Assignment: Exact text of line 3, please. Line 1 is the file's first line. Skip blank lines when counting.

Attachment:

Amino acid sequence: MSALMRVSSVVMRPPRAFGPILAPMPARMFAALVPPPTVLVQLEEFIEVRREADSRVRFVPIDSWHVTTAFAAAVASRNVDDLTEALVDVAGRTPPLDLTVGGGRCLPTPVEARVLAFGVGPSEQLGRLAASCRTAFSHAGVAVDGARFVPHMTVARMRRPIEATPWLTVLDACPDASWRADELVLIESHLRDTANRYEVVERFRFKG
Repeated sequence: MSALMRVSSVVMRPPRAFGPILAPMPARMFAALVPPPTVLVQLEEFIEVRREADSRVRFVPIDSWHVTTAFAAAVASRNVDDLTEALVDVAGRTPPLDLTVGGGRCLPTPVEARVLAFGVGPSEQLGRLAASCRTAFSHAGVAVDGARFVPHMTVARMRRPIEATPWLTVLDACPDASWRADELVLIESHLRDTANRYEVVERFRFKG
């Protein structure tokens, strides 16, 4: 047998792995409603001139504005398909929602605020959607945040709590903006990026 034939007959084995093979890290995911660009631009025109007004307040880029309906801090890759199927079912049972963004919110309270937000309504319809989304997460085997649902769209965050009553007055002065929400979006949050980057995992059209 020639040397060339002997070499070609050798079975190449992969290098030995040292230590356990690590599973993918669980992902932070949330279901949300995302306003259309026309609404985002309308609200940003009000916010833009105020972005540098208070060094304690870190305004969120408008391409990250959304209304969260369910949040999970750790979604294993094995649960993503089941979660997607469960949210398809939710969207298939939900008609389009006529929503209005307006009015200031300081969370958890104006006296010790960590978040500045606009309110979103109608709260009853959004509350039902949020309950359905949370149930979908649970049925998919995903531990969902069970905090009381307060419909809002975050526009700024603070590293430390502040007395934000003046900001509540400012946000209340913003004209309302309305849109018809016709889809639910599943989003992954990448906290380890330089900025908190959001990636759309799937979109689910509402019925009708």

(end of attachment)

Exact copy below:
């Protein structure tokens, strides 16, 4: 047998792995409603001139504005398909929602605020959607945040709590903006990026 034939007959084995093979890290995911660009631009025109007004307040880029309906801090890759199927079912049972963004919110309270937000309504319809989304997460085997649902769209965050009553007055002065929400979006949050980057995992059209 020639040397060339002997070499070609050798079975190449992969290098030995040292230590356990690590599973993918669980992902932070949330279901949300995302306003259309026309609404985002309308609200940003009000916010833009105020972005540098208070060094304690870190305004969120408008391409990250959304209304969260369910949040999970750790979604294993094995649960993503089941979660997607469960949210398809939710969207298939939900008609389009006529929503209005307006009015200031300081969370958890104006006296010790960590978040500045606009309110979103109608709260009853959004509350039902949020309950359905949370149930979908649970049925998919995903531990969902069970905090009381307060419909809002975050526009700024603070590293430390502040007395934000003046900001509540400012946000209340913003004209309302309305849109018809016709889809639910599943989003992954990448906290380890330089900025908190959001990636759309799937979109689910509402019925009708």